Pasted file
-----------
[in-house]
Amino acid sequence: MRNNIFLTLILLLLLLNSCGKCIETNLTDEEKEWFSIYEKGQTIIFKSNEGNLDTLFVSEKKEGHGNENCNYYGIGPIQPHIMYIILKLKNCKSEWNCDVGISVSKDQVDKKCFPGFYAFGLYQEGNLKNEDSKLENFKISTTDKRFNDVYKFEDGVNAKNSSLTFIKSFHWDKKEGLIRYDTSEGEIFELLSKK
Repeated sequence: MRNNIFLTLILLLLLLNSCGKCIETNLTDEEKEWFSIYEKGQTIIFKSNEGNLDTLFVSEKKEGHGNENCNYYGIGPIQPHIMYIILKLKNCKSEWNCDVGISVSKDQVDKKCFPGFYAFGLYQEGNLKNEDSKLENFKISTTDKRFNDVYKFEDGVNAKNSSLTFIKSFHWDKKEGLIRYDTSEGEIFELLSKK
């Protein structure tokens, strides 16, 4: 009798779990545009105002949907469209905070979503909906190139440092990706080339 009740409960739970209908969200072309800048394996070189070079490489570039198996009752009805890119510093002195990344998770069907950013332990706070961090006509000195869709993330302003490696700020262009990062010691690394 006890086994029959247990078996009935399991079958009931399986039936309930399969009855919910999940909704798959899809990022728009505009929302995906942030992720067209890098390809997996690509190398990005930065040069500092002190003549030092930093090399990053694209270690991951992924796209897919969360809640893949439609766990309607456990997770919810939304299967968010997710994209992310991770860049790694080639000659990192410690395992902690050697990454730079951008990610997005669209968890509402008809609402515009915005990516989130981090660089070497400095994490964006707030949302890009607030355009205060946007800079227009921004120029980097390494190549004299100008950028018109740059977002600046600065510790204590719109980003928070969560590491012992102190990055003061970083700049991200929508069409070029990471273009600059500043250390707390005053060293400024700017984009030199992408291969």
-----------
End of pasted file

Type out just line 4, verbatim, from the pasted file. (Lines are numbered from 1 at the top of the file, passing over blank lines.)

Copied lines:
């Protein structure tokens, strides 16, 4: 009798779990545009105002949907469209905070979503909906190139440092990706080339 009740409960739970209908969200072309800048394996070189070079490489570039198996009752009805890119510093002195990344998770069907950013332990706070961090006509000195869709993330302003490696700020262009990062010691690394 006890086994029959247990078996009935399991079958009931399986039936309930399969009855919910999940909704798959899809990022728009505009929302995906942030992720067209890098390809997996690509190398990005930065040069500092002190003549030092930093090399990053694209270690991951992924796209897919969360809640893949439609766990309607456990997770919810939304299967968010997710994209992310991770860049790694080639000659990192410690395992902690050697990454730079951008990610997005669209968890509402008809609402515009915005990516989130981090660089070497400095994490964006707030949302890009607030355009205060946007800079227009921004120029980097390494190549004299100008950028018109740059977002600046600065510790204590719109980003928070969560590491012992102190990055003061970083700049991200929508069409070029990471273009600059500043250390707390005053060293400024700017984009030199992408291969």